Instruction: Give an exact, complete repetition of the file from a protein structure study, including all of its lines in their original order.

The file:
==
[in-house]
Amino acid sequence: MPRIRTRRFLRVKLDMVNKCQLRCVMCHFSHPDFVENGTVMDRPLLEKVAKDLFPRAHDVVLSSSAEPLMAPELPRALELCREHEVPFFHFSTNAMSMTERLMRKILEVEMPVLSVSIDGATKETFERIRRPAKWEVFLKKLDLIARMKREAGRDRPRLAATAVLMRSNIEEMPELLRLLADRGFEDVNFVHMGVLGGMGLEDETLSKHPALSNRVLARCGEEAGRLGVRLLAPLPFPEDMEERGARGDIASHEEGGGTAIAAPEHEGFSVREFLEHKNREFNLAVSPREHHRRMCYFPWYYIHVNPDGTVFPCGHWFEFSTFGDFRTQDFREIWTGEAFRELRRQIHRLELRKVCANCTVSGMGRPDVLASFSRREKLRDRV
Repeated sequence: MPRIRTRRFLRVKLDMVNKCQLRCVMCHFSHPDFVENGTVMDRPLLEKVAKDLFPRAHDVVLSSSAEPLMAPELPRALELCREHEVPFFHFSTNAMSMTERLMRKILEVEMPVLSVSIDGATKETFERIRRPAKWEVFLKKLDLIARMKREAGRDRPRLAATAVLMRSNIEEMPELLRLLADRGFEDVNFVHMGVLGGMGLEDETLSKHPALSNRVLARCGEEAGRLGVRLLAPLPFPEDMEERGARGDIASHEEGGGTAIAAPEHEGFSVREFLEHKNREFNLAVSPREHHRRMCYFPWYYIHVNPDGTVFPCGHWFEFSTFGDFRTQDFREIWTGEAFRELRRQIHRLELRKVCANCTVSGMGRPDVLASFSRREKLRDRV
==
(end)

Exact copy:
[in-house]
Amino acid sequence: MPRIRTRRFLRVKLDMVNKCQLRCVMCHFSHPDFVENGTVMDRPLLEKVAKDLFPRAHDVVLSSSAEPLMAPELPRALELCREHEVPFFHFSTNAMSMTERLMRKILEVEMPVLSVSIDGATKETFERIRRPAKWEVFLKKLDLIARMKREAGRDRPRLAATAVLMRSNIEEMPELLRLLADRGFEDVNFVHMGVLGGMGLEDETLSKHPALSNRVLARCGEEAGRLGVRLLAPLPFPEDMEERGARGDIASHEEGGGTAIAAPEHEGFSVREFLEHKNREFNLAVSPREHHRRMCYFPWYYIHVNPDGTVFPCGHWFEFSTFGDFRTQDFREIWTGEAFRELRRQIHRLELRKVCANCTVSGMGRPDVLASFSRREKLRDRV
Repeated sequence: MPRIRTRRFLRVKLDMVNKCQLRCVMCHFSHPDFVENGTVMDRPLLEKVAKDLFPRAHDVVLSSSAEPLMAPELPRALELCREHEVPFFHFSTNAMSMTERLMRKILEVEMPVLSVSIDGATKETFERIRRPAKWEVFLKKLDLIARMKREAGRDRPRLAATAVLMRSNIEEMPELLRLLADRGFEDVNFVHMGVLGGMGLEDETLSKHPALSNRVLARCGEEAGRLGVRLLAPLPFPEDMEERGARGDIASHEEGGGTAIAAPEHEGFSVREFLEHKNREFNLAVSPREHHRRMCYFPWYYIHVNPDGTVFPCGHWFEFSTFGDFRTQDFREIWTGEAFRELRRQIHRLELRKVCANCTVSGMGRPDVLASFSRREKLRDRV